According to the Food & Agriculture Organization, “Food waste refers to the discard of edible foods at the retail and consumer levels.” At a time when about 1 in 6 Americans live in households that are food insecure, we should do all we can to reduce the amount of food we waste. The financial impact of food waste is considerable, as is the ecological impact.
When it comes to food at Williams College, we try to decrease waste and increase composting of unused or uneaten food.
At each dining hall clearing station or dish return area, there is signage on the walls with updated examples of every non-food item that is compostable in that dining hall (all food is compostable!)
In most locations, the food waste barrel has a 10″ hole with a magnetic rim around the edge to attempt to catch any utensils that get accidentally dropped into the hole.
PJ’s Trash & Appliance Removal collects and empties this food waste daily into totes (essentially trash cans on wheels, where it is layered with sawdust until it is taken up to T.A.M. Organics in Bennington and incorporated into large windrows with other compostable material where it breaks down and turns into compost that can be added as an enrichment to soil. (Until Fall of 2016, it was taken to a large on-campus dumpster where it would be delivered quarterly or so to Holiday Brook Farm, where they incorporate our food waste sludge into their outdoor composting system. For a while before that, compost was taken to Caretaker Farm in Williamstown.)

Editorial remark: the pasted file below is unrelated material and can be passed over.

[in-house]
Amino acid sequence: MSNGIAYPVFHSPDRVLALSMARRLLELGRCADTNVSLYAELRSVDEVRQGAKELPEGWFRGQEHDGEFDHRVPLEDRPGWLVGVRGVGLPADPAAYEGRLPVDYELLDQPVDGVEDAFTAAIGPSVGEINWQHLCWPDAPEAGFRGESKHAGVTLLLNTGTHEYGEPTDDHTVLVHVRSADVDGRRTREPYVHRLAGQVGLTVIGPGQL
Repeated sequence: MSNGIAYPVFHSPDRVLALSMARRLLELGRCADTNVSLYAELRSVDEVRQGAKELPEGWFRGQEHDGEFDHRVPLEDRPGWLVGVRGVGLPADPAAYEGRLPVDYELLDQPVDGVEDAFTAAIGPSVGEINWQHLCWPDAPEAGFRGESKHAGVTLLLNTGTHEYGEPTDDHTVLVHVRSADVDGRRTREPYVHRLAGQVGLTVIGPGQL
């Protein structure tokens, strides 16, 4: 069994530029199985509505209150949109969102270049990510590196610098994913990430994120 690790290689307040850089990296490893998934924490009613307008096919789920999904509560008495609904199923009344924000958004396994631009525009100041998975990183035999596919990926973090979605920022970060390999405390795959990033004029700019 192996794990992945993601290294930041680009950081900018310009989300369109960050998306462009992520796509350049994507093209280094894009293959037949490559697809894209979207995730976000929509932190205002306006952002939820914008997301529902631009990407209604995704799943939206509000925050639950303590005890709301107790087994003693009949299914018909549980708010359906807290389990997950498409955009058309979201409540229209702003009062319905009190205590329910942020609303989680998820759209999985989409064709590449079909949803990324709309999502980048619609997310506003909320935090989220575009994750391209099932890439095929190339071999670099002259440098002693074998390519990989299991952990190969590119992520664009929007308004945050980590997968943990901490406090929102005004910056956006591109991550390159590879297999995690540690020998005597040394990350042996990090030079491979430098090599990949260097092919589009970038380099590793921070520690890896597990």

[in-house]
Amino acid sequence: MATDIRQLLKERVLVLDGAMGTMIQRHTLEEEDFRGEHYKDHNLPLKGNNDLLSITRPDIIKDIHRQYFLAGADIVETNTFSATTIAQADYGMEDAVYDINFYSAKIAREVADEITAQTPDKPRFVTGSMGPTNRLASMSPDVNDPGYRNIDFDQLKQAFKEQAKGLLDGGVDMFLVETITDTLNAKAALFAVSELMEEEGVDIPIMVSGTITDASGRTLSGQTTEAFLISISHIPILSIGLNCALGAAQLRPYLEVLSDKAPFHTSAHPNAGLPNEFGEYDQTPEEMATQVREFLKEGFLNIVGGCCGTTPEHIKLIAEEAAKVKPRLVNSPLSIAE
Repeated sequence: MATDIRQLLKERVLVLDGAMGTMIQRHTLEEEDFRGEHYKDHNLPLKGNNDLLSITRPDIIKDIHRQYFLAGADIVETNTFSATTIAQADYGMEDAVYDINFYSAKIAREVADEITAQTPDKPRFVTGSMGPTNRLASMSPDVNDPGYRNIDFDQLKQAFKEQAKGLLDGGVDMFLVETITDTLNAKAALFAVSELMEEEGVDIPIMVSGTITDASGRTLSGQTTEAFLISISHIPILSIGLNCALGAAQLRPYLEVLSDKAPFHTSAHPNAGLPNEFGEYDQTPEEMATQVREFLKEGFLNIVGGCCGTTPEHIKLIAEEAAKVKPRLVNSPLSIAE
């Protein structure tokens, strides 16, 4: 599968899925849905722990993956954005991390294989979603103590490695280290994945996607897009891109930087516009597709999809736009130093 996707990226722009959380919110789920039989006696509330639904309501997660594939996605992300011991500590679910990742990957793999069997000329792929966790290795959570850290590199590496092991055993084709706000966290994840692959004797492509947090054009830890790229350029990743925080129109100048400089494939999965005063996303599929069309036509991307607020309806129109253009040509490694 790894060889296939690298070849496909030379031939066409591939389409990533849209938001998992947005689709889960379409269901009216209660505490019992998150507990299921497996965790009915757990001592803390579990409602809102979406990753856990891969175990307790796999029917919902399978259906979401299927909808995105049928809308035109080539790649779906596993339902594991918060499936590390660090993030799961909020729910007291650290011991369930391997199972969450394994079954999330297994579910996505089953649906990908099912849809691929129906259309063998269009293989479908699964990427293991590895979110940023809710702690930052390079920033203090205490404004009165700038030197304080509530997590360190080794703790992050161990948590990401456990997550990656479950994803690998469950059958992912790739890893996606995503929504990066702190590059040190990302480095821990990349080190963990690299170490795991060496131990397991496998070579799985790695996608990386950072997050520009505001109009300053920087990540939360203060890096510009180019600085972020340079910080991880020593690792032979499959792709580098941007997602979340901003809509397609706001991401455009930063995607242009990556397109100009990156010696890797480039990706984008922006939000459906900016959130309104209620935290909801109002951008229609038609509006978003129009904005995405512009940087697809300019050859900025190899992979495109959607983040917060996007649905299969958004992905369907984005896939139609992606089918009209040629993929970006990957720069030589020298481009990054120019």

Compostable plates, utensils, cups, and other items are increasing in popularity as an alternative to disposable items that will end up in a landfill.
Williams Dining has moved in that direction as well for disposable to-go coffee cups and other coffee items (sleeves, lids, straws). However, the campus has some infrastructure impediments before we close the loop on this. Currently, as mentioned above, the only locations with compost bins are dining halls and Goodrich Coffee Bar. When one takes a to-go disposable coffee cup out of the dining hall in the morning and heads to class, there are no bins elsewhere on campus where those compostable items can be properly disposed. (In April, we will begin a composting-in-dorms pilot program to begin to address this issue.)
Other reusable initiatives to try offer other alternatives are Dining’s Reusable Container Program (for reusable clamshells for to-go food and reusable bags for Grab ‘n Go) and reusable to-go travel mugs.
The LeanPath scale system facilitates weighing all food waste and generating reports on waste trends. While using LeanPath for tracking pre-consumer food waste generated in kitchens is common at institutions such as Williams College, the application of this system for front-of-house operations was groundbreaking when we started it in the fall of 2015.
The Director of Dining and Dining staff worked with LeanPath for over six months to design the unique weigh station and software update now being used to measure post-consumer food waste at Mission Park Dining Hall. This pilot project for LeanPath promises to establish a new best practice among their clients already using the scale system in the kitchen.
Consumer-generated food waste is a significant waste stream at Williams College that has until recently gone unrecorded at the dining hall level. The information collected on consumer habits by the new system shows daily waste trends and empowers Dining to adjust production amounts, modify menus, and educate students and others about their habits in an effort to reduce overall waste.
Student Research Project
Summer Food Waste Audit – Chris Stefanik ’16